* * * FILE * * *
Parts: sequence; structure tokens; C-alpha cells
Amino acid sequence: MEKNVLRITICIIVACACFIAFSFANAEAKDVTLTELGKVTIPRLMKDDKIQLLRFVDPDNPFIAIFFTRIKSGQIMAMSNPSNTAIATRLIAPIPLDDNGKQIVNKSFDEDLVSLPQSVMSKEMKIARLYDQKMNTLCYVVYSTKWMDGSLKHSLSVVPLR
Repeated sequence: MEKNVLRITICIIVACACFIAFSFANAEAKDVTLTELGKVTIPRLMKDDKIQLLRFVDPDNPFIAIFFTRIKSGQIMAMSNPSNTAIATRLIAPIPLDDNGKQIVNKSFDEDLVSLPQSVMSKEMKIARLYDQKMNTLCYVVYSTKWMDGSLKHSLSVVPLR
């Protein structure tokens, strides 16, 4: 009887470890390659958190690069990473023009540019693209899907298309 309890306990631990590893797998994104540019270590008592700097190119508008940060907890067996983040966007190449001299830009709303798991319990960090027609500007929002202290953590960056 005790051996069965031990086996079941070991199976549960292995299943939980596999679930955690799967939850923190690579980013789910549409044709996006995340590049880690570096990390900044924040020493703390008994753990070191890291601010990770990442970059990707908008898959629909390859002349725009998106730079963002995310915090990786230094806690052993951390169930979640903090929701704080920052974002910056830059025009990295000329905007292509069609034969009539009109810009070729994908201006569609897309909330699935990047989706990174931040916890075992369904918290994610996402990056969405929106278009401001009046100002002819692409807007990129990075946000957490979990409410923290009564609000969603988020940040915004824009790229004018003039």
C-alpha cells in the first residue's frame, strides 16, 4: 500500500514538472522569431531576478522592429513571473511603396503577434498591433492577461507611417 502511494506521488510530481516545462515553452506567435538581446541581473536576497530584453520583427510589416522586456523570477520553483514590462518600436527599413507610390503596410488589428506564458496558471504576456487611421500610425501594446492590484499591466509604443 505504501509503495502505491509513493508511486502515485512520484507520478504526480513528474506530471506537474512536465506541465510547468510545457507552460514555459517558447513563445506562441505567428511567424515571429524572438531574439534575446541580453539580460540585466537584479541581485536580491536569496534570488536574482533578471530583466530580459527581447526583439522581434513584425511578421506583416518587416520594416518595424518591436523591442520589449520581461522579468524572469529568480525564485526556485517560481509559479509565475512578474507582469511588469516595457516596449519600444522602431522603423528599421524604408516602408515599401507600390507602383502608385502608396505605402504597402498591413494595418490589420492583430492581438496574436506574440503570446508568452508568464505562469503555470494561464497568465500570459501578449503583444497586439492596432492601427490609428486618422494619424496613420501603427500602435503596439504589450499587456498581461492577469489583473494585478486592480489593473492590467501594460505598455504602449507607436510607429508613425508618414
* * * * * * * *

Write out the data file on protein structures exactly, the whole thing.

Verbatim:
Parts: sequence; structure tokens; C-alpha cells
Amino acid sequence: MEKNVLRITICIIVACACFIAFSFANAEAKDVTLTELGKVTIPRLMKDDKIQLLRFVDPDNPFIAIFFTRIKSGQIMAMSNPSNTAIATRLIAPIPLDDNGKQIVNKSFDEDLVSLPQSVMSKEMKIARLYDQKMNTLCYVVYSTKWMDGSLKHSLSVVPLR
Repeated sequence: MEKNVLRITICIIVACACFIAFSFANAEAKDVTLTELGKVTIPRLMKDDKIQLLRFVDPDNPFIAIFFTRIKSGQIMAMSNPSNTAIATRLIAPIPLDDNGKQIVNKSFDEDLVSLPQSVMSKEMKIARLYDQKMNTLCYVVYSTKWMDGSLKHSLSVVPLR
């Protein structure tokens, strides 16, 4: 009887470890390659958190690069990473023009540019693209899907298309 309890306990631990590893797998994104540019270590008592700097190119508008940060907890067996983040966007190449001299830009709303798991319990960090027609500007929002202290953590960056 005790051996069965031990086996079941070991199976549960292995299943939980596999679930955690799967939850923190690579980013789910549409044709996006995340590049880690570096990390900044924040020493703390008994753990070191890291601010990770990442970059990707908008898959629909390859002349725009998106730079963002995310915090990786230094806690052993951390169930979640903090929701704080920052974002910056830059025009990295000329905007292509069609034969009539009109810009070729994908201006569609897309909330699935990047989706990174931040916890075992369904918290994610996402990056969405929106278009401001009046100002002819692409807007990129990075946000957490979990409410923290009564609000969603988020940040915004824009790229004018003039």
C-alpha cells in the first residue's frame, strides 16, 4: 500500500514538472522569431531576478522592429513571473511603396503577434498591433492577461507611417 502511494506521488510530481516545462515553452506567435538581446541581473536576497530584453520583427510589416522586456523570477520553483514590462518600436527599413507610390503596410488589428506564458496558471504576456487611421500610425501594446492590484499591466509604443 505504501509503495502505491509513493508511486502515485512520484507520478504526480513528474506530471506537474512536465506541465510547468510545457507552460514555459517558447513563445506562441505567428511567424515571429524572438531574439534575446541580453539580460540585466537584479541581485536580491536569496534570488536574482533578471530583466530580459527581447526583439522581434513584425511578421506583416518587416520594416518595424518591436523591442520589449520581461522579468524572469529568480525564485526556485517560481509559479509565475512578474507582469511588469516595457516596449519600444522602431522603423528599421524604408516602408515599401507600390507602383502608385502608396505605402504597402498591413494595418490589420492583430492581438496574436506574440503570446508568452508568464505562469503555470494561464497568465500570459501578449503583444497586439492596432492601427490609428486618422494619424496613420501603427500602435503596439504589450499587456498581461492577469489583473494585478486592480489593473492590467501594460505598455504602449507607436510607429508613425508618414